If its art you fancy, be sure to visit the Art Gallery of Ontario ($16.50) which houses over 80,000 works of art, both old and new.

Last but not least, although the Toronto Maple Leafs have not won the Stanley Cup in over 50 years, hockey fans can get up close and personal with the cup by visiting the Hockey Hall of Fame ($10).

Catch a game – NBA, NHL, MLB, MLS, CFL

Photo: ocad123

Toronto city is home to many professional sports teams including the Toronto Raptors (NBA), the Toronto Maple Leafs (NHL), and the Toronto Blue Jays (MLB), just to name a few. Tickets for most games start at $20, which is cheap in comparison to other North American cities.

Toronto Shopping – Yorkdale, Eaton Centre, Queen W, St. Lawrence Market, Kensington

Looking to do some shopping while you are in Toronto? Whether its under one roof, like the Eaton Centre and Yorkdale, or in the trendier, hip boutiques of Yorkville and Bloor Street, you will find plenty to browse and buy.  Stroll down Queen West to see the latest urban ware and home furnishings or visit Kensington Market, the city’s bohemian open-air market. As well, don’t forget to visit the St. Lawrence Market, which was named “World’s Best Food Market 2012” by National Geographic.

Rent a bike and explore the city – Bixi Bikes

Photo: Gary J Wood

Rent a Bixi bike for the day ($10) and tour the city on your own. Bike along paths that take you through the Distillery and Fashion districts and get lost downtown. Explore all the different neighborhoods like Greektown, Little Italy, Chinatown and Little Italy.If at the end of the day you still have the time and energy, bike down the beaches and enjoy a sunset on the boardwalk.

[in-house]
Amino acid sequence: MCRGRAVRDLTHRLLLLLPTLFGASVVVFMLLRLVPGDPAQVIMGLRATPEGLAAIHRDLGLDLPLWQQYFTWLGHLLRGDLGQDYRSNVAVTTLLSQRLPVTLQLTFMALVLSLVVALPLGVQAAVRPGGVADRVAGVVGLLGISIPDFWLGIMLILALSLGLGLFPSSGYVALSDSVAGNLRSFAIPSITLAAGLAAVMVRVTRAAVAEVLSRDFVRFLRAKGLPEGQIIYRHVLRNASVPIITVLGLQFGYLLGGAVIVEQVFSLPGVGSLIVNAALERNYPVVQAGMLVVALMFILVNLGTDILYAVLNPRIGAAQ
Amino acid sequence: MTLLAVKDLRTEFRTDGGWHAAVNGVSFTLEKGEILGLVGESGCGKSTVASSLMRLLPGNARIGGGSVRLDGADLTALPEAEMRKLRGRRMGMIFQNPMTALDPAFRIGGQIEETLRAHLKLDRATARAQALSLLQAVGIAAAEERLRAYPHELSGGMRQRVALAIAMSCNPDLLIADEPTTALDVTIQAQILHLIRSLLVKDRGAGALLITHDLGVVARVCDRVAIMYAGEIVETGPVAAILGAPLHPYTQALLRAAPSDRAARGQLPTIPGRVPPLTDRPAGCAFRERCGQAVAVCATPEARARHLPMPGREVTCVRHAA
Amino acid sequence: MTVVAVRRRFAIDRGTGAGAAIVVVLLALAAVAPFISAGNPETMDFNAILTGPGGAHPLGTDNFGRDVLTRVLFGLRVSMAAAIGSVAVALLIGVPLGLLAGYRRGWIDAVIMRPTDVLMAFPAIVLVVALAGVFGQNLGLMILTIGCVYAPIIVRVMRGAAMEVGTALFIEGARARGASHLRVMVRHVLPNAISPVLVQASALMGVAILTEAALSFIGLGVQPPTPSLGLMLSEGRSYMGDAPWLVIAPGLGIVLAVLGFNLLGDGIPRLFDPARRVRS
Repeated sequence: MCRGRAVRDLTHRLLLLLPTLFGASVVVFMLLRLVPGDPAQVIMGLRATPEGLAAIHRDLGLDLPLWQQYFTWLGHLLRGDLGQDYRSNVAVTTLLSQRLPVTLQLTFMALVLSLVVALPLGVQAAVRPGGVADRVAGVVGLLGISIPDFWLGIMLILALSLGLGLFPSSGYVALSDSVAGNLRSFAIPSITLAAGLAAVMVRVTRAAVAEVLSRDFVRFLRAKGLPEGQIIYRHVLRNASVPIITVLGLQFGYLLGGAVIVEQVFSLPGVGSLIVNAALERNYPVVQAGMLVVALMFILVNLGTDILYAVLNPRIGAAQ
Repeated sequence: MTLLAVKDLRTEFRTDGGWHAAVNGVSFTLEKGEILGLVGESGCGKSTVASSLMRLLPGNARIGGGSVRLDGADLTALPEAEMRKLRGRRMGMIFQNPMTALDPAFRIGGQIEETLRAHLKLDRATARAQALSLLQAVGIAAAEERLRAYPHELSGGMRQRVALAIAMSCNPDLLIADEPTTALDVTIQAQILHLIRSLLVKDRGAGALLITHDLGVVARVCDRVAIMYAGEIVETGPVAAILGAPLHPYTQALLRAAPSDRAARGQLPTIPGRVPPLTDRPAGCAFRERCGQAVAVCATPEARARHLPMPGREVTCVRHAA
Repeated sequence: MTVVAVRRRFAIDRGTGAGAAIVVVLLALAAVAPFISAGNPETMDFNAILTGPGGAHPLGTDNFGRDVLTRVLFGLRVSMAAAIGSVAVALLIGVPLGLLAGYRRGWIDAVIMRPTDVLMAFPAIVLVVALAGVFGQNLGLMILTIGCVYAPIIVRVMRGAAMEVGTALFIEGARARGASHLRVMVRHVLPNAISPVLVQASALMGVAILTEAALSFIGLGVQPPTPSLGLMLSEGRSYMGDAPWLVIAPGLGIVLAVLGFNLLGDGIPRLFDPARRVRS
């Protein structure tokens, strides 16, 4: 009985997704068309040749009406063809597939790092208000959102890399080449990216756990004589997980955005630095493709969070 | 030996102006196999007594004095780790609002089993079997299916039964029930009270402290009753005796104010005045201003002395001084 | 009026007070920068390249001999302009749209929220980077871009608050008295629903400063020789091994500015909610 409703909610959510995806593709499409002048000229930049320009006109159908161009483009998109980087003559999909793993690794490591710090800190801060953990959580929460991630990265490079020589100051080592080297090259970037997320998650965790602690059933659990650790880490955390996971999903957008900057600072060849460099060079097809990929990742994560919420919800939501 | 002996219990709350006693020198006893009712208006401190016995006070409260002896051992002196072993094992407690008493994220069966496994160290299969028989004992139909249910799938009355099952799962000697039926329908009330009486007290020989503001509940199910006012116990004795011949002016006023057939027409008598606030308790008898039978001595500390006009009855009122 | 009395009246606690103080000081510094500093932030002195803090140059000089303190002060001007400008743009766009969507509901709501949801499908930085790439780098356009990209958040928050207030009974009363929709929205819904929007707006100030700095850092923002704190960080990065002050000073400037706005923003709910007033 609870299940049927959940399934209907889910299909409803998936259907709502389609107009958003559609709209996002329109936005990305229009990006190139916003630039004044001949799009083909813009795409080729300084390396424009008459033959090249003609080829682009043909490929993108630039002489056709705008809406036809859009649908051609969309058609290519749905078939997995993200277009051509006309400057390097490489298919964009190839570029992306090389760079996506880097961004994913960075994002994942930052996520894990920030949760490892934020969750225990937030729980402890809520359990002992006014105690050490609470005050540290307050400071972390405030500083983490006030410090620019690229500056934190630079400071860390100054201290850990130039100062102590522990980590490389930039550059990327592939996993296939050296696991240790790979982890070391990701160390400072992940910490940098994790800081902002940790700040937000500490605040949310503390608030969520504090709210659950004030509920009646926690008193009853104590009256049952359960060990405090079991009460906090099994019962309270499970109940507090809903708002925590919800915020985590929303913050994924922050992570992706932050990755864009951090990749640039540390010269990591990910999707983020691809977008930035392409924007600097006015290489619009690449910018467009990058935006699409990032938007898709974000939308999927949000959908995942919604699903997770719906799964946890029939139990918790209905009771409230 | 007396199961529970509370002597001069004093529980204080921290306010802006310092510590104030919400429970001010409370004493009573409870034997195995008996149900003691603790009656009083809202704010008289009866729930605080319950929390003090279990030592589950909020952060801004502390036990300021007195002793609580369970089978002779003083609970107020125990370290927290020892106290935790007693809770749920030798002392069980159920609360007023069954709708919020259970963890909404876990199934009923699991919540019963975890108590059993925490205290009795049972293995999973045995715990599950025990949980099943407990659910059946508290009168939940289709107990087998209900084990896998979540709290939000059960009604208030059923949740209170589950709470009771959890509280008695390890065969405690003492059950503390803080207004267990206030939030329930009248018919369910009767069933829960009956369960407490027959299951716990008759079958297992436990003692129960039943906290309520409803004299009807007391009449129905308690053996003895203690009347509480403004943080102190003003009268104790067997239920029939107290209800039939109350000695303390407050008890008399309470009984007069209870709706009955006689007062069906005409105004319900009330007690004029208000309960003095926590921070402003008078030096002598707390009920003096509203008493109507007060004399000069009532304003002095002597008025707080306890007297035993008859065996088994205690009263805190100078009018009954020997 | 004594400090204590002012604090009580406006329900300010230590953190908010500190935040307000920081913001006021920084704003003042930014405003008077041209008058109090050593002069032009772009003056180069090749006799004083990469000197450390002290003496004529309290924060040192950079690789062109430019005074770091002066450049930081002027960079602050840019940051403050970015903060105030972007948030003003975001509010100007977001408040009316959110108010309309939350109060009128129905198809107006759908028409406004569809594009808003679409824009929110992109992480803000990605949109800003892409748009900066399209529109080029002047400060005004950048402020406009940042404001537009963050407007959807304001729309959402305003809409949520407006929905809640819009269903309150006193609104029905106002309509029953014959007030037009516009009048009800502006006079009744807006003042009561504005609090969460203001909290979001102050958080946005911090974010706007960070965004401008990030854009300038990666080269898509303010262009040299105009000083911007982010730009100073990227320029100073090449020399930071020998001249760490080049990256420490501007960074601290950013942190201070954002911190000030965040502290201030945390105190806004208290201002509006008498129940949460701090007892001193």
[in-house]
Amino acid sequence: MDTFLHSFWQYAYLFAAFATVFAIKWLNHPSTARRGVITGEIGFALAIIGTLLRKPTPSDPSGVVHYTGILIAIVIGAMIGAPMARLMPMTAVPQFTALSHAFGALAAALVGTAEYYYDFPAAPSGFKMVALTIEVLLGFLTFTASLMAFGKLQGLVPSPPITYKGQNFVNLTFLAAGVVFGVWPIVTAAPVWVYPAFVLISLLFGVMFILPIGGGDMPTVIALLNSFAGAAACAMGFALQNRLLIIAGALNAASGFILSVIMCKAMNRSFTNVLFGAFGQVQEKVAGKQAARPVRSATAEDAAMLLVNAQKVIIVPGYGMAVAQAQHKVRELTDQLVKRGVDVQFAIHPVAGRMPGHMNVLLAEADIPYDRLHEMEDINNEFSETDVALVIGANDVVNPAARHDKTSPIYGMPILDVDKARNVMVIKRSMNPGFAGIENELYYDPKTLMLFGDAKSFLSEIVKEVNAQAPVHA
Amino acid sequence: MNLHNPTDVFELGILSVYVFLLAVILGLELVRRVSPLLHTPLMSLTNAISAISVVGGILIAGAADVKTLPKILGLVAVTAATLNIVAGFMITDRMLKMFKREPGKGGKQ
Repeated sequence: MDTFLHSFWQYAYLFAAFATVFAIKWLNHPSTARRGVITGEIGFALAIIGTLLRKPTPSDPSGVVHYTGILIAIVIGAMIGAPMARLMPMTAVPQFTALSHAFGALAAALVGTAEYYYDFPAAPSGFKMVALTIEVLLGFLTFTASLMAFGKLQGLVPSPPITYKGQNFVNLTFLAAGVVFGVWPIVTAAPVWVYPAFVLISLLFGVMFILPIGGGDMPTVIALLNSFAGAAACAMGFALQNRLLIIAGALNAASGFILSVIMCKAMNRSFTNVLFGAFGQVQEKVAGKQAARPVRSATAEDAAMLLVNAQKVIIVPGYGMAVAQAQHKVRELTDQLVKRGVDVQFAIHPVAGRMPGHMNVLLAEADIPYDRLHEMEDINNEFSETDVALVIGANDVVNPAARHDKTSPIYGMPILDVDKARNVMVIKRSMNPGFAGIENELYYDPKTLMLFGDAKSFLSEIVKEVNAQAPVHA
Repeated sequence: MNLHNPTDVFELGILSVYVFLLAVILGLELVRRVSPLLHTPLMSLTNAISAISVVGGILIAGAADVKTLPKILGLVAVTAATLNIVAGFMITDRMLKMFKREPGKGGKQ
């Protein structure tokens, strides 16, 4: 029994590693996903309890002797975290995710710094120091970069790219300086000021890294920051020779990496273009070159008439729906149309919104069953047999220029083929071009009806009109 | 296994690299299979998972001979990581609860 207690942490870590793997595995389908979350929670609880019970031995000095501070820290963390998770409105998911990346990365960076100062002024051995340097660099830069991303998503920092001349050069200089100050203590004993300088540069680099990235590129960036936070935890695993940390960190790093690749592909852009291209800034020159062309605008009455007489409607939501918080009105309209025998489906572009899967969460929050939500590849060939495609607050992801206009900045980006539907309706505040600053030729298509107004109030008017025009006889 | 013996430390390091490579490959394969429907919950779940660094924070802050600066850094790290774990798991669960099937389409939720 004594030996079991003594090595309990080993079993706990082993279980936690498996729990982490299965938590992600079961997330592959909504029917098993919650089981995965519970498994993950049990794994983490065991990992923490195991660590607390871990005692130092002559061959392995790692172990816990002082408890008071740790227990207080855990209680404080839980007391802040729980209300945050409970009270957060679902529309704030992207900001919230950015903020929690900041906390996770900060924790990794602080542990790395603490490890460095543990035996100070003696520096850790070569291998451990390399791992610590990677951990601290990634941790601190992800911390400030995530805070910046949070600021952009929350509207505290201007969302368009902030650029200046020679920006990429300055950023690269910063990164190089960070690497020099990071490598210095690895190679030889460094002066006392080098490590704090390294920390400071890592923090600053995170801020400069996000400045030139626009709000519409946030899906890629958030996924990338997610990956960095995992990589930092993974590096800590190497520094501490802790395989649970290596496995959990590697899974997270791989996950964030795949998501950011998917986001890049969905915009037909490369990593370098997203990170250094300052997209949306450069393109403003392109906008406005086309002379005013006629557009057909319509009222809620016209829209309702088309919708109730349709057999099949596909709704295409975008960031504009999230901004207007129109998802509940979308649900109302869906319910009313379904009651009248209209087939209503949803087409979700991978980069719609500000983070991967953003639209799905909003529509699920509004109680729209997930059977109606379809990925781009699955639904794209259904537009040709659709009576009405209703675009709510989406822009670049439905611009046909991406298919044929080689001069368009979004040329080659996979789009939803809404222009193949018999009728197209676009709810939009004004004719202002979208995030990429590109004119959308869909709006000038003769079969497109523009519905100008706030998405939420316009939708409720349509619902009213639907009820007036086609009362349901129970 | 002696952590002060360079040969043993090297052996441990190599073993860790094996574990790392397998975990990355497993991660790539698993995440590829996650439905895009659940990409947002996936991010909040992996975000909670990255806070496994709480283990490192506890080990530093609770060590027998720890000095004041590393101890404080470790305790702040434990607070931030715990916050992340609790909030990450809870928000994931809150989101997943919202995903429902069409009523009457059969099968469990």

Toronto Festivals and Events

Toronto is host to many different annual festivals that showcase the city’s multiculturalism and diversity. While a few events require admission, most are free of charge! Some notable events:

NXNE – an annual, week-long, marquee, music and arts festival, in its 18th year and attracting big names from around the world. (nxne.com)

Toronto Pride – One of the largest Pride celebrations in the world, it includes a three-day street festival with over eight stages of live entertainment. (pridetoronto.com)

Caribana – a festival of Caribbean culture and traditions held every summer! It is North America’s largest street festival with almost 2 million people attending! (caribanatoronto.com)

Honda Indy Toronto – an annual Indy Car series race held on the streets of downtown Toronto! (hondaindytoronto.com)

Taste of the Danforth – a yearly, 3-day festival held in Greektown along Danforth Avenue. It is one of Canada’s largest street festivals and celebrates Greek food and culture

The Ex – Canada’s largest fair (theex.com)

TIFF – the Toronto International Film Festival is one of the most prestigious film festivals in the world (tiff.net)

World Fashion Week – One of the world’s most prominent fashion weeks (worldmastercardfashionweek.com)

Find out more about an English course in Toronto with ESL

What are your tips for enjoying Toronto on a budget? 

By Alex Hammond